Flag of Japan Emblem of Okinawa

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Preserved Minami Daito sugar cane railway locomotive
A steam locomotive of the Minami Daito sugar cane railway preserved in Yogi Park, Naha

The first railway in the prefecture of Okinawa, and one of the last to remain in operation, was on the remote Pacific island of Minami Daito. The Daito islands were uninhabited until 1899, when Japanese settlers began to develop Minami Daito for sugar cane production. A railway was opened in 1902 for the transport of cane, initially using hand propelled wagons. Around 1917 it was converted to steam haulage, using a gauge of 762mm. The line was almost entirely destroyed during World War II but reopened in 1950 under United States administration. During this period diesel locomotives were introduced. The line remained operational after the islands were returned to Japan in 1972, but closed in 1983. Steam and diesel locomotives and some rolling stock from the island railway are preserved on static display in Yogi Park, Naha, along with a diesel locomotive belonging to the Okinawa Prefectural Railway, which operated out of Yonabaru at the southern tip of Okinawa island.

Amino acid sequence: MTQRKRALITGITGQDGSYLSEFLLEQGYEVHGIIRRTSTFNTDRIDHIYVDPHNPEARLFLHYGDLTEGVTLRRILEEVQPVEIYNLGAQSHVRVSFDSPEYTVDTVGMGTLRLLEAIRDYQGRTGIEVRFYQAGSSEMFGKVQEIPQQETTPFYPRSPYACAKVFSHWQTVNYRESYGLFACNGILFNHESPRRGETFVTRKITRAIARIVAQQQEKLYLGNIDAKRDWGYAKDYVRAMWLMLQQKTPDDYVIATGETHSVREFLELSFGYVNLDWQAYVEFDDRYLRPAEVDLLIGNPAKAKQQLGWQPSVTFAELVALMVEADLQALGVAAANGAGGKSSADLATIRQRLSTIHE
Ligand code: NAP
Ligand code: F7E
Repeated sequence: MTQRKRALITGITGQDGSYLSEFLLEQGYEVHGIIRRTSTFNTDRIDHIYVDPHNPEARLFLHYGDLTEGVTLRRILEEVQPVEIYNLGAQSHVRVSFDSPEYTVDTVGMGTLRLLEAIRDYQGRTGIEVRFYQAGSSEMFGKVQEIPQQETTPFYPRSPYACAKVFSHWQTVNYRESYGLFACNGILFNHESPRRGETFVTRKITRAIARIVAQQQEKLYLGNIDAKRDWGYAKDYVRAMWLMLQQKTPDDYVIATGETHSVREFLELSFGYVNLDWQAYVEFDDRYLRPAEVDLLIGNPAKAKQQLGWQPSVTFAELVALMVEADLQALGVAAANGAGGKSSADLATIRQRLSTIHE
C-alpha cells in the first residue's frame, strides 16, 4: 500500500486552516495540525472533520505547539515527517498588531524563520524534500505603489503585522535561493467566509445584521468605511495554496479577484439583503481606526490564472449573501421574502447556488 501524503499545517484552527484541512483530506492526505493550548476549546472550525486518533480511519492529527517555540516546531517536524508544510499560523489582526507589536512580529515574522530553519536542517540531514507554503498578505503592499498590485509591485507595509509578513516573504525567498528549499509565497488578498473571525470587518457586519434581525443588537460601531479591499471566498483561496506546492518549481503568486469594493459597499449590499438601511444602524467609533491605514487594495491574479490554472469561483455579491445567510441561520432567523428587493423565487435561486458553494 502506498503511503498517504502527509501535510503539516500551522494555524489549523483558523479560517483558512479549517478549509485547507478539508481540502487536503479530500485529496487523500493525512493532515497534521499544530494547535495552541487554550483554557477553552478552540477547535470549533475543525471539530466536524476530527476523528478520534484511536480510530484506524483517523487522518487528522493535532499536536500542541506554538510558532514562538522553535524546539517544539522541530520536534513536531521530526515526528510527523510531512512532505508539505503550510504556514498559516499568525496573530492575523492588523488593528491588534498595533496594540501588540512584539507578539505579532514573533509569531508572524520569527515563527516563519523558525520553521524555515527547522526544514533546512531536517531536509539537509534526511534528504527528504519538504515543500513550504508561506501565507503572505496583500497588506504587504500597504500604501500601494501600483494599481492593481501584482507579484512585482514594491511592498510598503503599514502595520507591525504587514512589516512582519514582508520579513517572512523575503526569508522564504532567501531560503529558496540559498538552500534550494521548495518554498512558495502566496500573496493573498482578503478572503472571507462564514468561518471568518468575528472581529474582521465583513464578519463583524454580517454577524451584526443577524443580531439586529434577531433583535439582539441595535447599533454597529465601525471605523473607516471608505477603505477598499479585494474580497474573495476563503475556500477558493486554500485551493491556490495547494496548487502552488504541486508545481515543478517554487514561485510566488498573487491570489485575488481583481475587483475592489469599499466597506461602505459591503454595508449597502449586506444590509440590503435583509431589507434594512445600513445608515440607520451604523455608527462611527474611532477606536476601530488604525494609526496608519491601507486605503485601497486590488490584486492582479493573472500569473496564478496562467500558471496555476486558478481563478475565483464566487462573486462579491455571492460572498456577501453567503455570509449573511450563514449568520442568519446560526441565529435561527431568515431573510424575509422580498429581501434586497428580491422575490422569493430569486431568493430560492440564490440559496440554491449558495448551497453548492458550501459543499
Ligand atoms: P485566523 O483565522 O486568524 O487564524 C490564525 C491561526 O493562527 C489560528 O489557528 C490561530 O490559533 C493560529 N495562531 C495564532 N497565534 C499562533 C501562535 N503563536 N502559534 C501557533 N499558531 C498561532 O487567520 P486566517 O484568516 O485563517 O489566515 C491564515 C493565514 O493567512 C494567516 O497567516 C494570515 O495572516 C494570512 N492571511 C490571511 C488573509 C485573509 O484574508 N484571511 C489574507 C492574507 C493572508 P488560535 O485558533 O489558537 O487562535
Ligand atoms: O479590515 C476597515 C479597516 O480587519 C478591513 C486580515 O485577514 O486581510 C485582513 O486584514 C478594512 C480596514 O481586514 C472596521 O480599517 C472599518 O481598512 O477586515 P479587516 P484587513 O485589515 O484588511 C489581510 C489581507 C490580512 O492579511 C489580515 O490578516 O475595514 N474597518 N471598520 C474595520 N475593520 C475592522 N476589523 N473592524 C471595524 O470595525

On the main island of Okinawa, the first sugar cane line opened in 1910. The same year, an electric tram line opened in the city of Shuri, now part of the prefectural capital, Naha. Other lines opened in subsequent years, mainly hand propelled or with horse traction. On other islands minor railways served the sugar cane, phosphate extraction and in one instance coal mining industries. All these lines had ceased operation by the end of World War II.

In 2003, a 13km monorail was opened in Naha connecting the airport with Shuri castle via the city centre.

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